President's Office - Administers all business and paid personnel of the chapter
Community Investment Office
Labor Relations Office
Research & Special Events Office
Resource Development Office
A Vice President heads each of the last five offices. Each VP has two staff assistants, as does the president.
The volunteer staff is comprised of the Board of Directors. The Chair of the Board heads the chapter. There
is a Director corresponding with each of the last five offices listed under paid staff above. Each Director heads
a committee of volunteers. The Board of Directors also includes a large number of Members at Large who sit on the
various committees. A number of ad hoc volunteer committees can be used to conduct chapter business activities
such as screening candidate partner agency applications and reviewing candidate partner agency financial statements.
The paid staff of a small chapter is similar in nature to that of a large chapter. There are no assistants for
the Vice Presidents, however. The paid staff of the Madison County United Way comprises:
Vice President of Community Investment
Vice President of Corporate Research & Development
Vice President of Marketing
Vice President of Major Gifts
Manager of Information Services
Secretary of Administration & Finance
The volunteer Board of Directors of the Madison County United Way is much less formal than that of the large
chapter. It is comprised of a Board Chair and a fairly large number of Members at Large. The latter work with the
paid staff to accomplish the various required functions. Ad hoc volunteer committees, similar to those described
for the large chapter, are also used.
There a number of factors involved in decision making in the local chapters. I will consider some of the major
factors I have encountered.
Makeup of the Board of Directors
Most members of the Board of Directors of local United Way chapters are high-ranking managers in the business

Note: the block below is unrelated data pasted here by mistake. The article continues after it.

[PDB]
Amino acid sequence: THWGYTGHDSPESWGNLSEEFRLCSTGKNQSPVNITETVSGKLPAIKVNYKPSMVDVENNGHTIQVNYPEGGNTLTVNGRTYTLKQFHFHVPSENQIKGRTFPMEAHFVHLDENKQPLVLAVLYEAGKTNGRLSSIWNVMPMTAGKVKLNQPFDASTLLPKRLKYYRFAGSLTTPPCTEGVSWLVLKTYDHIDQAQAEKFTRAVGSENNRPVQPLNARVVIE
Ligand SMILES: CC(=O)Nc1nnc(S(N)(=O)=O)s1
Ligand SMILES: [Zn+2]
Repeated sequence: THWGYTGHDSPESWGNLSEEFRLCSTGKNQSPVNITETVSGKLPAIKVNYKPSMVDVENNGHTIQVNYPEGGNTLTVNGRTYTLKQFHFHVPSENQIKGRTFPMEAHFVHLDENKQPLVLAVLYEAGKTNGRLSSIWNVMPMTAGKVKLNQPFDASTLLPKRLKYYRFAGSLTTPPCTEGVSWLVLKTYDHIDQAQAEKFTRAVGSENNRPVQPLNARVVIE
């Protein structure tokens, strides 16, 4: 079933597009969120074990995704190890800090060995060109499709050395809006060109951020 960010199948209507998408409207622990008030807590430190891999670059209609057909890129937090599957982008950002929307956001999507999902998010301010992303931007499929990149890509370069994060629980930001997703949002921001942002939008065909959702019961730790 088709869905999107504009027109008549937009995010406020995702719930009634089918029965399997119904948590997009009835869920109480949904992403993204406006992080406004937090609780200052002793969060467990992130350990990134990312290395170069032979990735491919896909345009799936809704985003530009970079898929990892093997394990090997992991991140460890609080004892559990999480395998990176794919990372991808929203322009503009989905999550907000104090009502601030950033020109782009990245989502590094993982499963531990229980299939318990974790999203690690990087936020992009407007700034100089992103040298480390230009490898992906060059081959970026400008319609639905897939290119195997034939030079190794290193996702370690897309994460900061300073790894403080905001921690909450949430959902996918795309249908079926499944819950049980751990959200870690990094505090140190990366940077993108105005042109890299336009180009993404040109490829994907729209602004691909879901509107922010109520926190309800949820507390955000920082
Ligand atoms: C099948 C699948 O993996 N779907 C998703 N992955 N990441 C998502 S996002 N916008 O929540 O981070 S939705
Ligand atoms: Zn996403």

community. These individuals are selected for three reasons. First, they are ranking officers in large organizations.
As such they have a great deal of influence in seeking corporate support for the local United Way campaign. Second,
they are in a position to encourage United Way contributions from their employees and to organize payroll deduction
programs. Third, these individuals have a vast network of connections in the local business community. This enables
them to promote the United Way in businesses that may not be directly represented on the Board of Directors.
Given the business background of the Board, it is not surprising that United Way chapters tend to be conservative
United Ways Mirror Community Values
It is a stated policy that individual contributors can allocate their contributions among the various partner
agencies if they choose to do so. It is also well known that the Board of Directors can then adjust the allocation
of funds that have not been specifically designated for specific agencies to ensure that the overall allocation
is in line with Board recommendations. For this reason, the Board of Directors tends to listen to the voices of
community members when it decides on allocations. If the community views the BSA as a "national treasure,"
you can bet that the Board will think twice before it even considers cutting support. For example, the United Way
of the Bluegrass in Kentucky threatened to cut off funding for the local Boy Scout Council after the Dale decision
in 2000. The community rose up "as one" and made a counter-threat to cut off all support for the United
Way. Guess who gave in?
United Way Fund Allocations
As noted above, allocations are likely to mirror community values. Allocations also reflect the total budgets
of the various partner agencies. One typical approach to allocating funds is by percentage. The local chapter totals
the budgets of the partner agencies and compares that sum to the total available from the annual United Way campaign.
The latter divided by the former (expressed as a percentage) is the initial allocation for each partner agency.
Adjustments are then made to reflect specific situations (such as the availability of funds from private foundations).
Many chapters are sensitive to where their funding dollars go. There is a general push to ensure that the funds
remain local. This means that national organizations like the Boy Scouts are having an increasingly difficult time
in convincing United Way chapters that all funds are remaining in the community and not going to support the National
Council. Fiscally responsible chapters are taking two steps to help ensure that funds support community needs.
Many chapters now specify activities they will support within partner agencies. Keeping the example within the
BSA, a chapter may specify a dollar amount to support "summer camp scholarships." Some chapters have